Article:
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What Are the Different Types of COX Inhibitors?

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  • Written By: C.B. Fox
  • Edited By: Susan Barwick
  • Last Modified Date: 06 December 2016
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Cyclooxygenase (COX) inhibitors, are medications that prevent pain and swelling by interfering with either COX-2 or COX-1 and 2 together. There are a number of different medications that work in this way. All are in a class of medications known as non-steroidal anti-inflammatory drugs (NSAIDs). Aspirin, acetaminophen, and celecoxib are common types of COX inhibitors.

In 2011, there are no medications on the market that inhibit only COX-1, but medications that block both the COX-1 and COX-2 enzymes are available. These drugs work by preventing the release of chemicals that cause swelling and pain. Blocking COX-1 can damage the protective layer of the stomach, which can lead to irritation or severe problems with the lining of the stomach, so these medications are usually only taken in small doses or for short periods of time.

Some of the common COX inhibitors that block both COX-1 and COX-2 are aspirin, ibuprofen, and acetaminophen. They all reduce pain and swelling without the use of steroids. Though they can be used to treat specific conditions, they are more often used for general relief of pain, such as that caused by injury, headache, or arthritis. These drugs can also thin the blood, which is a factor in their interference with COX-1, and can decrease the risk of heart attack or stroke.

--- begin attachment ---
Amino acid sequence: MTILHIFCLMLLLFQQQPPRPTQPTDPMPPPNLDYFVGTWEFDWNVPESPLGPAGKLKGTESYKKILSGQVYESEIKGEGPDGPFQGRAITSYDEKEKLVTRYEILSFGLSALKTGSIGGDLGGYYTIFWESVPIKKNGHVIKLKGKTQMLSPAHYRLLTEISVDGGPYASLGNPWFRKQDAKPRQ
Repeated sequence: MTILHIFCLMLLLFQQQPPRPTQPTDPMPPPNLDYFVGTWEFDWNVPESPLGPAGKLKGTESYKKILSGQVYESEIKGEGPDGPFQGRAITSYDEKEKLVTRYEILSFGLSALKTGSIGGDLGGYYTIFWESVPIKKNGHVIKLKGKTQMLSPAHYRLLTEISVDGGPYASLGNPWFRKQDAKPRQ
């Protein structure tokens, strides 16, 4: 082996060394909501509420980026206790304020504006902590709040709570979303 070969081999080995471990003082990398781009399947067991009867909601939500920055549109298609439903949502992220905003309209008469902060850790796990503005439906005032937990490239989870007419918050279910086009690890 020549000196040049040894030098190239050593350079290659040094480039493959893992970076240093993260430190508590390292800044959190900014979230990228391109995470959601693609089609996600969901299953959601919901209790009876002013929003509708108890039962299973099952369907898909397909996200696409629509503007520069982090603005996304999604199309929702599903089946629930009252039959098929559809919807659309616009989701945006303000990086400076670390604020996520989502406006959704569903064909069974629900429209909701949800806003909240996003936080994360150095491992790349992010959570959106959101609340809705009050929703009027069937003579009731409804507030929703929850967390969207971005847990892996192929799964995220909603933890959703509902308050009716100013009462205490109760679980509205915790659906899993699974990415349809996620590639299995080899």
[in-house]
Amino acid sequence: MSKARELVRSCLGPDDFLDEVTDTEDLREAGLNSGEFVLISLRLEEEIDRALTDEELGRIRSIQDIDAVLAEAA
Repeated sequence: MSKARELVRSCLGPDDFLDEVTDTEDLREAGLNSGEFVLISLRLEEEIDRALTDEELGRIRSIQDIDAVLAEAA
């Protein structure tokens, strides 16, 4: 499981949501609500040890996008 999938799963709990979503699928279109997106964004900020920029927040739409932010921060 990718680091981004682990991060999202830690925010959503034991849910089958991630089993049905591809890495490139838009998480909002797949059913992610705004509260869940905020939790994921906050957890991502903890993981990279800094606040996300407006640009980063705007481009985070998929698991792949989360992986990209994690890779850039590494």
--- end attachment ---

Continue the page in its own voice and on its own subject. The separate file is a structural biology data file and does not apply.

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Valdecoxib, rofecoxib, and celecoxib are the three types of COX inhibitors that affect only COX-2. In 2011, only celecoxib is still available in the United States, though it is possible to purchase rofecoxib in other parts of the world. Rofecoxib and valdecoxib were pulled from the market because both of them increase the risk of heart attack or stroke.

Celecoxib is the only type of COX-2 inhibitor that is still in use as of 2011. It is used to treat pain and inflammation, especially when they are caused by menstrual cramps or arthritis. When used to treat various types of arthritis, celecoxib does not stop the progression of the disease but can be used safely for long-term relief from symptoms. Abdominal side effects are common with the use of this medication, though it causes less irritation and inflammation in the lining of the stomach than COX inhibitors that block the production of both COX-1 and COX-2. A patient’s risk of stroke or heart attack is increased when taking celecoxib, but this risk may be deemed acceptable in certain cases.

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